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Washington • The plan to store thousands of tons of nuclear waste in Utah's west desert could again surface after a federal panel suggested finding a temporary home for the spent fuel now piling up at reactors across the country.

The Blue Ribbon Commission on America's Nuclear Future says in a draft report that a near-term solution for disposing of the waste would be to ship it to one or more temporary holding sites in the United States while Congress wrestles with finding a final burial site.

The only site currently licensed by the Nuclear Regulatory Commission for such use lies 45 miles southwest of Salt Lake City.

"My concern is the waste comes here," Rep. Jim Matheson said Wednesday. "That opportunity, which we assumed at one point we had closed off, it's not closed off anymore."

Congress and the Bureau of Land Management had halted a previous plan to park some 40,000 tons of nuclear waste at the Skull Valley Band of Goshute Indians reservation, though a federal judge overturned two key Interior Department decisions that Utah officials had believed would block the waste from being stored on the land in Tooele County.

Officials with Private Fuel Storage, a consortium of energy companies that had pitched the idea of using Skull Valley, did not return calls Wednesday.

Matheson wrote to Energy Secretary Steven Chu arguing that the Blue-Ribbon Commission should drop the idea of shipping waste to a temporary site since "temporary" could end up lasting far more than a century.

Plus, Matheson says, the better plan would be for nuclear plants to store their own waste on-site until there's a permanent plan.

In 2009, the Obama administration shelved the long-standing proposal to make Yucca Mountain, north of Las Vegas, into the nation's nuclear dump site and set up the Blue-Ribbon Commission to look for an alternative resolution.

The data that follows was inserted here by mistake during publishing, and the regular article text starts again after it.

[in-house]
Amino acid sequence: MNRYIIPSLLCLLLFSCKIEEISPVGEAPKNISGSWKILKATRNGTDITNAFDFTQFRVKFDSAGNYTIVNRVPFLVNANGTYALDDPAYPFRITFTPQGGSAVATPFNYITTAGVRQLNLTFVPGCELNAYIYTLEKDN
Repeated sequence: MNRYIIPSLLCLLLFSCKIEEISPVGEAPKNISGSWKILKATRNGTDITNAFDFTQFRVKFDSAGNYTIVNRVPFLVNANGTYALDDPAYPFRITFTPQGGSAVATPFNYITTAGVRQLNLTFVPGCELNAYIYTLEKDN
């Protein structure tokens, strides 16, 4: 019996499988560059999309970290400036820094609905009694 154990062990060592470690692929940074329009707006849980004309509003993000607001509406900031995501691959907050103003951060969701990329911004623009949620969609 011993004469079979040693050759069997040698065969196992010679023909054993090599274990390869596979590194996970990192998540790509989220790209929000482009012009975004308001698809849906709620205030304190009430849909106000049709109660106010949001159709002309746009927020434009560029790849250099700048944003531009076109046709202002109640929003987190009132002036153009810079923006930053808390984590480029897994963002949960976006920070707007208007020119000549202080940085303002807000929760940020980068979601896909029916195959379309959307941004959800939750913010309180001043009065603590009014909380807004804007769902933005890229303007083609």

PFS had challenged the Interior decisions to block railway access to the site and to deny a lease between the Native American tribe and the consortium. The Interior Department didn't appeal the federal judge's decision to throw out those decisions.

Christopher Thomas, executive director of the Healthy Environment Alliance of Utah, which has fought nuclear and radioactive waste from being stored or disposed of in the state, fears the nuclear industry could take advantage of the already licensed site in Utah.

"I would not be surprised if the PFS plan rears its ugly head again," Thomas says.

Everett Redmond, director of nonproliferation and fuel cycle policy at the Nuclear Energy Institute, pointed to part of the commission's report that says communities accepting the waste should be willing partners, so Utah shouldn't be forced into taking waste if it doesn't want to.

"I would say that [in] Utah, unless the local community and the state are willing and supportive, I don't think it would end up in that state," Redmond said, noting a community in southeast New Mexico has expressed interest in storing spent nuclear fuel.

Redmond said consolidating the waste and moving it to a temporary site would allow the government to take possession of the materials as required by law.

He added that even if the Yucca Mountain project was restarted, it could take some 20 years for the nation to open a permanent repository.